- Richardson said she used marijuana while “dealing with my mental health,” per Yahoo Sports. “I know what I did. I know what I’m supposed to do, (what) I’m allowed not to do and I still made that decision…Don’t judge me because I am human,” per a FloTrack tweet.
- “I know that I can’t hide myself, so at least, in some type of way, I would just try to hide my pain,” she said per the AP.
Y’all are moving really weird with this whole Sha’Carri Richardson ordeal. It’s lacking nuance and perspective. Have you ever lost your mother while becoming a worldwide fixture, with all eyes on you? We all have our ways to cope with loss & manage stress & anxiety.— Shelton Boyd-Griffith (@flyrebel) July 2, 2021
“We all have our different struggles, we all have our different things we deal with, but to put on a face and have to go out in front of the world and put on a face and hide my pain,” Richardson said, ESPN reported.
- “Who are you? Who am I to tell you how to cope when you’re dealing with a pain or you’re dealing with a struggle that you’ve never experienced before or that you never thought you’d have to deal with,” she said via ESPN. “Who am I to tell you how to cope? Who am I to tell you you’re wrong for hurting?”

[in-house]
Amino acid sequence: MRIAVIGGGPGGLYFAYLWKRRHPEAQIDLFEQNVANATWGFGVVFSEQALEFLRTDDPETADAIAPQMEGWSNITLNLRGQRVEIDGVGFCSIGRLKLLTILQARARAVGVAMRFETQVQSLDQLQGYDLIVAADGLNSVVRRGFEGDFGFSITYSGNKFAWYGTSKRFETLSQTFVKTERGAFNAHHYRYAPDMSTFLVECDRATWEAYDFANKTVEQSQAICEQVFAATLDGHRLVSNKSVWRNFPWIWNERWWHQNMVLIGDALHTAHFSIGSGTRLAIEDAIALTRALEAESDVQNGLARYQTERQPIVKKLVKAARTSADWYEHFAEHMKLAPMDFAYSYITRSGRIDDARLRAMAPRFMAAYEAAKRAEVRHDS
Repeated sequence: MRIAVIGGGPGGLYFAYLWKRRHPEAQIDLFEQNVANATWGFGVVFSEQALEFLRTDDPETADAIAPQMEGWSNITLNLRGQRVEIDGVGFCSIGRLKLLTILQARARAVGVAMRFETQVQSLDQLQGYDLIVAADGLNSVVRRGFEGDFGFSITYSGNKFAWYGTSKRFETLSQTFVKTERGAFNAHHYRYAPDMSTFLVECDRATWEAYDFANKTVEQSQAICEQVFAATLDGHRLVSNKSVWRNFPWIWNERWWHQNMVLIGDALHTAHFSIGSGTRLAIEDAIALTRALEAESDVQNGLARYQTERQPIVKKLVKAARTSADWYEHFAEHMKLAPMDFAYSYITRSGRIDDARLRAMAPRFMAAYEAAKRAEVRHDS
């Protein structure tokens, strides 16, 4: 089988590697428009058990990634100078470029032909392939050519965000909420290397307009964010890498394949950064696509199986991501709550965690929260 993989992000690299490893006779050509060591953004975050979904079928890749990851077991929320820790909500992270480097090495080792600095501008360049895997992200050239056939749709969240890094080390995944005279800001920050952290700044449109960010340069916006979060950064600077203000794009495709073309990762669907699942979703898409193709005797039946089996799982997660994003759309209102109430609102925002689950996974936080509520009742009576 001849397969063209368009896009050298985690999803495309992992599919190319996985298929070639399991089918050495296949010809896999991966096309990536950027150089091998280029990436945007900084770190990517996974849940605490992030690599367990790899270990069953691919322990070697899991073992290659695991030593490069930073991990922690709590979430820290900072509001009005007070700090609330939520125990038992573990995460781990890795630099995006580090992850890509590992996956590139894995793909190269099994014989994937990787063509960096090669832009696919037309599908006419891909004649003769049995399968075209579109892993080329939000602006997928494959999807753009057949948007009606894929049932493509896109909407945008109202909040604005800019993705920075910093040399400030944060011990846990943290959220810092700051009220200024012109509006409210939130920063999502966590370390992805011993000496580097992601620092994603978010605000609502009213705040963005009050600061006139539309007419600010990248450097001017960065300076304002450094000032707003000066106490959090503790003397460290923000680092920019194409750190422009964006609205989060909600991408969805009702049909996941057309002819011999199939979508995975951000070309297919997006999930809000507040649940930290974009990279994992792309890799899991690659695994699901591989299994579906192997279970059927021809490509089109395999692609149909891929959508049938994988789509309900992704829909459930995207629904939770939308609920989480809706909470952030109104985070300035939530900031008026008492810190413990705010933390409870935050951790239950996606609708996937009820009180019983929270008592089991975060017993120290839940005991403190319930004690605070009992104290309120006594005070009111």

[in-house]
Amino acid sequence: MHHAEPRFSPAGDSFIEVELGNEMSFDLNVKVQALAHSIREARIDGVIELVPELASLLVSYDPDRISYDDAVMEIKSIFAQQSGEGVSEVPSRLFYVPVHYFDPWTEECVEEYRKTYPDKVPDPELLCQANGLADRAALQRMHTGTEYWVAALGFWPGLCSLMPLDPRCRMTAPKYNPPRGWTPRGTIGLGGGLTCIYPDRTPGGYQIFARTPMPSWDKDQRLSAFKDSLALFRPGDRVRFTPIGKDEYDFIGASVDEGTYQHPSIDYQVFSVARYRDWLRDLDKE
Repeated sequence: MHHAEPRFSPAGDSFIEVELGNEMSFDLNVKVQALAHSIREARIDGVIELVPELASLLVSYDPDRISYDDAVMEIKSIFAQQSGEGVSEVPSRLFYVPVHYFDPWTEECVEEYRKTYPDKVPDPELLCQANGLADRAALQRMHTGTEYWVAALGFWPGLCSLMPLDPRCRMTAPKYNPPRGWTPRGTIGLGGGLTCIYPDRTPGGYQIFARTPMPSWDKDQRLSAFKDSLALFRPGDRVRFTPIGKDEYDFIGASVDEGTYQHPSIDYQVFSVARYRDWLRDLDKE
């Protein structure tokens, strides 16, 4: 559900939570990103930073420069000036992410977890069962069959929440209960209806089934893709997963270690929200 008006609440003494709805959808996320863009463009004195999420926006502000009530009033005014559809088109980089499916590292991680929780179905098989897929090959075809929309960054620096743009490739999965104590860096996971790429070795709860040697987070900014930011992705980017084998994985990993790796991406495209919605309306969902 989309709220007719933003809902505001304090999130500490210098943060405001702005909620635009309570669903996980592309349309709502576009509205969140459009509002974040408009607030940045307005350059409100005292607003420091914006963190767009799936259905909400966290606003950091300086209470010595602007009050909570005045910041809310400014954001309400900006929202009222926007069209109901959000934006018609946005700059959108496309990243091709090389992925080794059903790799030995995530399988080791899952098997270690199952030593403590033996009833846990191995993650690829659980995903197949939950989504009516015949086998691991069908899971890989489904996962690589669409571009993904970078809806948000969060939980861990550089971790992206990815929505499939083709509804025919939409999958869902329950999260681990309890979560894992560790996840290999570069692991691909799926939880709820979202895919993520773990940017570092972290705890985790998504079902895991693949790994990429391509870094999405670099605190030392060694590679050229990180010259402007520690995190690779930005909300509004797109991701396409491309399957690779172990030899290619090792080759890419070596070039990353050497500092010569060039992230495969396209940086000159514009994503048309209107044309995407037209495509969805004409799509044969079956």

Will they ‘Let her run’?
At least seven petitions have begun circulating on Twitter, all calling for Richardson to be reinstated on the Olympic team and allowed to compete in the Tokyo Olympics. One petition to “Reinstate Sha’Carri Richardson” has almost 15,000 signatures. Another petition to “Let Sha’Carri Run!” is nearing 100,000 signatures.
Richardson’s suspension ends before the relay races at the Tokyo Olympics. If named to Team USA, she could still compete as part of the relay team, reports Deseret News. This remains uncertain.